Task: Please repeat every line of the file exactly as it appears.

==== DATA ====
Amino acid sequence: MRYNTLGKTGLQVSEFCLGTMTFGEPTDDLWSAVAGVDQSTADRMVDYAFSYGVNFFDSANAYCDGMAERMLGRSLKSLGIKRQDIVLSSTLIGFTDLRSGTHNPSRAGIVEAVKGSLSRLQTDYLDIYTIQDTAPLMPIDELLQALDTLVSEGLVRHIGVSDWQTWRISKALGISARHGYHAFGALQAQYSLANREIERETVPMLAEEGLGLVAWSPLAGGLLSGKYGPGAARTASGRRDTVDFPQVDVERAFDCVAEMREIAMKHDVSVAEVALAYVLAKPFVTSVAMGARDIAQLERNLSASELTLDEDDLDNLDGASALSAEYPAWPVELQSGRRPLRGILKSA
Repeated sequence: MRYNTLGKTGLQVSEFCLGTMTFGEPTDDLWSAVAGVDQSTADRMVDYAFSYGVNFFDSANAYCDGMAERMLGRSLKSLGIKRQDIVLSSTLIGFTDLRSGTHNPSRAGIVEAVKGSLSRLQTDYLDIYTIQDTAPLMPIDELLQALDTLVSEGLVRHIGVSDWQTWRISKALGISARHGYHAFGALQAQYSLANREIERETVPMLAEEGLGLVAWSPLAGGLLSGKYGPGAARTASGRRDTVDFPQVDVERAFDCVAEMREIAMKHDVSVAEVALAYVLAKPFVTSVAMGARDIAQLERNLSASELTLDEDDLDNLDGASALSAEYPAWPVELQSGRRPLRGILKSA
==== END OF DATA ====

Amino acid sequence: MRYNTLGKTGLQVSEFCLGTMTFGEPTDDLWSAVAGVDQSTADRMVDYAFSYGVNFFDSANAYCDGMAERMLGRSLKSLGIKRQDIVLSSTLIGFTDLRSGTHNPSRAGIVEAVKGSLSRLQTDYLDIYTIQDTAPLMPIDELLQALDTLVSEGLVRHIGVSDWQTWRISKALGISARHGYHAFGALQAQYSLANREIERETVPMLAEEGLGLVAWSPLAGGLLSGKYGPGAARTASGRRDTVDFPQVDVERAFDCVAEMREIAMKHDVSVAEVALAYVLAKPFVTSVAMGARDIAQLERNLSASELTLDEDDLDNLDGASALSAEYPAWPVELQSGRRPLRGILKSA
Repeated sequence: MRYNTLGKTGLQVSEFCLGTMTFGEPTDDLWSAVAGVDQSTADRMVDYAFSYGVNFFDSANAYCDGMAERMLGRSLKSLGIKRQDIVLSSTLIGFTDLRSGTHNPSRAGIVEAVKGSLSRLQTDYLDIYTIQDTAPLMPIDELLQALDTLVSEGLVRHIGVSDWQTWRISKALGISARHGYHAFGALQAQYSLANREIERETVPMLAEEGLGLVAWSPLAGGLLSGKYGPGAARTASGRRDTVDFPQVDVERAFDCVAEMREIAMKHDVSVAEVALAYVLAKPFVTSVAMGARDIAQLERNLSASELTLDEDDLDNLDGASALSAEYPAWPVELQSGRRPLRGILKSA